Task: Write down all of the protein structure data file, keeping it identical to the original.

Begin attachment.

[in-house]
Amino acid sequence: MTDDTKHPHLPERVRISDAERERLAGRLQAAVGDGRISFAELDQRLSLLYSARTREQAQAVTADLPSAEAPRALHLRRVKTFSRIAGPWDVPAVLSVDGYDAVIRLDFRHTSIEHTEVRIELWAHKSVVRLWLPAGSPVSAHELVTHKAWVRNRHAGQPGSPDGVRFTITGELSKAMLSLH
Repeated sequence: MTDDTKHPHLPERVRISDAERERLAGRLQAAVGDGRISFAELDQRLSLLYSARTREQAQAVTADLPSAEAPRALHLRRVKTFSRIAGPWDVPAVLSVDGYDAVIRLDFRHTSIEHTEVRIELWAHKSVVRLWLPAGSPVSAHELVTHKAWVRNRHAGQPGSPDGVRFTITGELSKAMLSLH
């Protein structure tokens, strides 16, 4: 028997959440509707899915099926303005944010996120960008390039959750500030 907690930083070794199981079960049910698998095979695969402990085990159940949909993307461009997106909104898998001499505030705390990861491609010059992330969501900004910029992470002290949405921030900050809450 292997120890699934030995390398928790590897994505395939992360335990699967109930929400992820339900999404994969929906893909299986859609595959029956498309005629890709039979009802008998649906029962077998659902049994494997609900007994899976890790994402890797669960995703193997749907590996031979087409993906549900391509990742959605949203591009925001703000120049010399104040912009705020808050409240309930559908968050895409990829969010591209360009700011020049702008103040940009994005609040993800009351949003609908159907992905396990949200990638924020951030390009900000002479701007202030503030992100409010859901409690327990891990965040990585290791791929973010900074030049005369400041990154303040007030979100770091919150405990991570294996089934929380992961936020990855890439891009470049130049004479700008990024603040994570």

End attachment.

[in-house]
Amino acid sequence: MTDDTKHPHLPERVRISDAERERLAGRLQAAVGDGRISFAELDQRLSLLYSARTREQAQAVTADLPSAEAPRALHLRRVKTFSRIAGPWDVPAVLSVDGYDAVIRLDFRHTSIEHTEVRIELWAHKSVVRLWLPAGSPVSAHELVTHKAWVRNRHAGQPGSPDGVRFTITGELSKAMLSLH
Repeated sequence: MTDDTKHPHLPERVRISDAERERLAGRLQAAVGDGRISFAELDQRLSLLYSARTREQAQAVTADLPSAEAPRALHLRRVKTFSRIAGPWDVPAVLSVDGYDAVIRLDFRHTSIEHTEVRIELWAHKSVVRLWLPAGSPVSAHELVTHKAWVRNRHAGQPGSPDGVRFTITGELSKAMLSLH
């Protein structure tokens, strides 16, 4: 028997959440509707899915099926303005944010996120960008390039959750500030 907690930083070794199981079960049910698998095979695969402990085990159940949909993307461009997106909104898998001499505030705390990861491609010059992330969501900004910029992470002290949405921030900050809450 292997120890699934030995390398928790590897994505395939992360335990699967109930929400992820339900999404994969929906893909299986859609595959029956498309005629890709039979009802008998649906029962077998659902049994494997609900007994899976890790994402890797669960995703193997749907590996031979087409993906549900391509990742959605949203591009925001703000120049010399104040912009705020808050409240309930559908968050895409990829969010591209360009700011020049702008103040940009994005609040993800009351949003609908159907992905396990949200990638924020951030390009900000002479701007202030503030992100409010859901409690327990891990965040990585290791791929973010900074030049005369400041990154303040007030979100770091919150405990991570294996089934929380992961936020990855890439891009470049130049004479700008990024603040994570």